powered by FreeFind

Apple iTunes


Brute camp: Spike TV's 4th and Long finds Irvin throwin' down

All smiles for now: Bill Bates, Michael Irvin and Joe Avezzano

Premiering: Monday, May 18th at 9 p.m. (central) on Spike TV
Starring: Michael Irvin, Bill Bates, Joe Avezzano, other former/current Cowboys and 12 NFL hopefuls
Produced by: Todd Nelson, JD Roth, Michael Irvin

First off, Fourth and Long isn't for the faint of stomach -- whether you're a participant or a viewer.

There's a whole lotta ralphin' goin' on during Monday's premiere, with would-be Dallas Cowboys receiver Montrell Jones the star player in this particular competition before host/taskmaster Michael Irvin implores him to "get that sickness out of you!"

No one can accuse Irvin and his two principal henchmen, ex-Cowboy Bill Bates and former special teams coach Joe Avezzano, of running a cushy Camp Cupcake at the Cotton Bowl. That's where 12 NFL washouts gather to earn a single berth on the 80-man Dallas Cowboys training camp roster. You can feel the pain in the first hour, where an intimidating, clad-in-black Irvin makes it clear that he's not passing out any roses.

"I don't want to hear any of that (bleep) about a reality TV show," he barks, notifying one and all that this is a football tryout camp that won't tolerate any signs of weakness.

Avezzano later lobs the line of the night: "We love the Dallas Cowboys. So we can't turn over to them some slap-dick that just thinks that this is some frivolous little thing going on here."

"Coach Joe" handles the six receivers, Bates takes charge of the defensive backs and a scowling Irvin presides as Major Payne in a 10-episode series that should have more than enough violence and upchucking to please Spike TV's young male target audience. Also appearing in Monday's opener are former Cowboys Nate Newton (who collects the contestants' cell phones and other trinkets) and Drew Pearson, purveyor of a pep talk about how he, too, was an undrafted free agent.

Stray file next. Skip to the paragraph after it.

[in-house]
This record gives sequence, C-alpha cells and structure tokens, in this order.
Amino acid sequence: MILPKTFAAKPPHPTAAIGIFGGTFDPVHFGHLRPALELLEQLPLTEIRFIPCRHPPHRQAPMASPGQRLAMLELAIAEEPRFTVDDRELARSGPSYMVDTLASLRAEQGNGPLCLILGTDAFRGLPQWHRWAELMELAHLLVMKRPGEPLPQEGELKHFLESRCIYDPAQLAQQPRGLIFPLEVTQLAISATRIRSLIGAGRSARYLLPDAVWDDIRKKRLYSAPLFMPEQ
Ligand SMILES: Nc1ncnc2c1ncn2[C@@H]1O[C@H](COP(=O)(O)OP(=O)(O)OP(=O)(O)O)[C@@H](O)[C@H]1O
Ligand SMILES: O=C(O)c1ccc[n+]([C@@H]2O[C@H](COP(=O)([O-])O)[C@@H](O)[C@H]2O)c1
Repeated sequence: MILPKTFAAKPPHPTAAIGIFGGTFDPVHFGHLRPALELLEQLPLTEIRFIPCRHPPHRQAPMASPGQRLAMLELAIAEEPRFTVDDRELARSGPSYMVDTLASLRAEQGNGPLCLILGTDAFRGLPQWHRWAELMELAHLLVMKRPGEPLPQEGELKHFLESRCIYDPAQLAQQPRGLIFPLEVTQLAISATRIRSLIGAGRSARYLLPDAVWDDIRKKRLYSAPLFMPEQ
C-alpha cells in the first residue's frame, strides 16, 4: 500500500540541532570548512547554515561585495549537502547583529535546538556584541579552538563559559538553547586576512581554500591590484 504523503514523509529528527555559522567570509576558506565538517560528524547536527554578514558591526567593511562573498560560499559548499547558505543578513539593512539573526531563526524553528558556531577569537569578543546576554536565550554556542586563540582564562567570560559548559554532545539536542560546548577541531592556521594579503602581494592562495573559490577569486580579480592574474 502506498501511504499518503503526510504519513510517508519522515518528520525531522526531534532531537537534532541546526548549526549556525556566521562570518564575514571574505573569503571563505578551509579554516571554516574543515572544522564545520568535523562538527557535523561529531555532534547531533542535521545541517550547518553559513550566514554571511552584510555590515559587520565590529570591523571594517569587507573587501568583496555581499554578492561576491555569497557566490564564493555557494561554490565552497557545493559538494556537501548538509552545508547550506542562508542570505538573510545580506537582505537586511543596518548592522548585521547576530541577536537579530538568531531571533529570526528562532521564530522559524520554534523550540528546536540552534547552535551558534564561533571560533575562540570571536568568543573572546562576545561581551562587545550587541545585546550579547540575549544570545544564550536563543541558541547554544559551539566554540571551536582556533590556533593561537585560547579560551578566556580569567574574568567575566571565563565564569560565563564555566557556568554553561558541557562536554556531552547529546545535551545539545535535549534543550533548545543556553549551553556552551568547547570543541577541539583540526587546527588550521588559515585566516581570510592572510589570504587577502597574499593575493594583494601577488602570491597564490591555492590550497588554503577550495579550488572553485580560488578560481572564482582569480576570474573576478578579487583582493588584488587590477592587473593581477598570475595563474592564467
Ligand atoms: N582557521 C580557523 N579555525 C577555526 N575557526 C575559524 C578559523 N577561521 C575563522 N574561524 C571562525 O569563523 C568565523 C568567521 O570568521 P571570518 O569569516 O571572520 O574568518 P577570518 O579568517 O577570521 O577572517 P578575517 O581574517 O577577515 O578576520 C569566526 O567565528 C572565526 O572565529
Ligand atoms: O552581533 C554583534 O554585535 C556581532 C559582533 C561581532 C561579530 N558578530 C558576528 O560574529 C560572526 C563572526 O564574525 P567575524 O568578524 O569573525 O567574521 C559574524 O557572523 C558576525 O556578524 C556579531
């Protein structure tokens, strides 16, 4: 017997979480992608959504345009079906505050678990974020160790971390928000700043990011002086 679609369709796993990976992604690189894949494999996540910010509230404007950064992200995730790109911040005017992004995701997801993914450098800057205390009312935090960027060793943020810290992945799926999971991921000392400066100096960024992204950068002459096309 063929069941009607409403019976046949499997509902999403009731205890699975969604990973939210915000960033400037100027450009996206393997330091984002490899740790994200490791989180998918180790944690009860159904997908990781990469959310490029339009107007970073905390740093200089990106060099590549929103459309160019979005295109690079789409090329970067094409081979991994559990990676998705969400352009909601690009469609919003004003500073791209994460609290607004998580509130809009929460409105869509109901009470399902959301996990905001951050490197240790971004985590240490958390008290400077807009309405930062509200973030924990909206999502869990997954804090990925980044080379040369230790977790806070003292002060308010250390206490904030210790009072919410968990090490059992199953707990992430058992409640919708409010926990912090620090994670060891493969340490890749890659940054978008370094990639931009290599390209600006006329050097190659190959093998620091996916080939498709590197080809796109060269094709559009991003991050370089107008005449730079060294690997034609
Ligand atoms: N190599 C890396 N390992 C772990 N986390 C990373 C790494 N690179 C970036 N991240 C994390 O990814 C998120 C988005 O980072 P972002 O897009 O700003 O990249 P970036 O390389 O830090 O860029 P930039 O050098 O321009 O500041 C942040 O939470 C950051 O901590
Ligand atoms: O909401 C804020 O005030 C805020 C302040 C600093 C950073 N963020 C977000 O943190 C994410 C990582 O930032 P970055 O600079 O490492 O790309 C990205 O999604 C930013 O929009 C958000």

Cowboys owner Jerry Jones also makes a cameo appearance, theatrically shaking hands with Irvin in the opening minutes before telling him, "Give me a ballplayer."

All of the hopefuls have excuses as to why "I'm not in the NFL." They range from injuries to too much partying to duplicitous agents. Luke Swan, a 24-year-old receiver from Uncle Barky's alma mater, the University of Wisconsin-Madison, tore his hamstring off the bone as a college player. But now, "I'm back. I'm healthy. I've trained hard. I want my opportunity."

They arrive in the dead of night at the Cotton Bowl before Irvin makes a grand entrance to the sound of martial music.

"It's fourth and long, gentlemen," he informs his supplicants. "You think you got what it takes to move the chains in your life?"

Rather than a mini-manse, the 12 hopefuls end up taking residence in the Cotton Bowl locker rooms, where they'll spend their nights recovering from their days.

Day One is a hellish combination of full-contact punt covering drills -- "the basic rule is someone's gonna kick someone else's ass," says Avezzano -- and a series of 110-yard runs that end up totaling 1,980. Irvin witnesses enough vomiting and gasping to make him wanna puke.

"I'm seeing guys kneeling down when you've got an opportunity of a lifetime," he rages. "You've got to have the desire to override your fatigue."

One hopeful is sent home Monday after Irvin, Avezzano and Bates convene in the "War Room" to pass judgment after picking three possible evictees. Irvin then lowers the boom: "This is the end of the line. The Cowboys cannot use you,"

In next week's episode, the Cotton Bowl field is hosed down into a mud bath to simulate bad weather conditions. In reality, it's a device to make 4th and Long an even nastier, splashier picture show.

Whoever emerges to make the Cowboys' pre-season roster seemingly will have earned his spot. This is a show that at times makes Marine Corps boot camp look like Jellystone Park. Irvin and company ride these would-be Cowboys the way a cowboy breaks a bronc. Oddly enough, that's entertainment.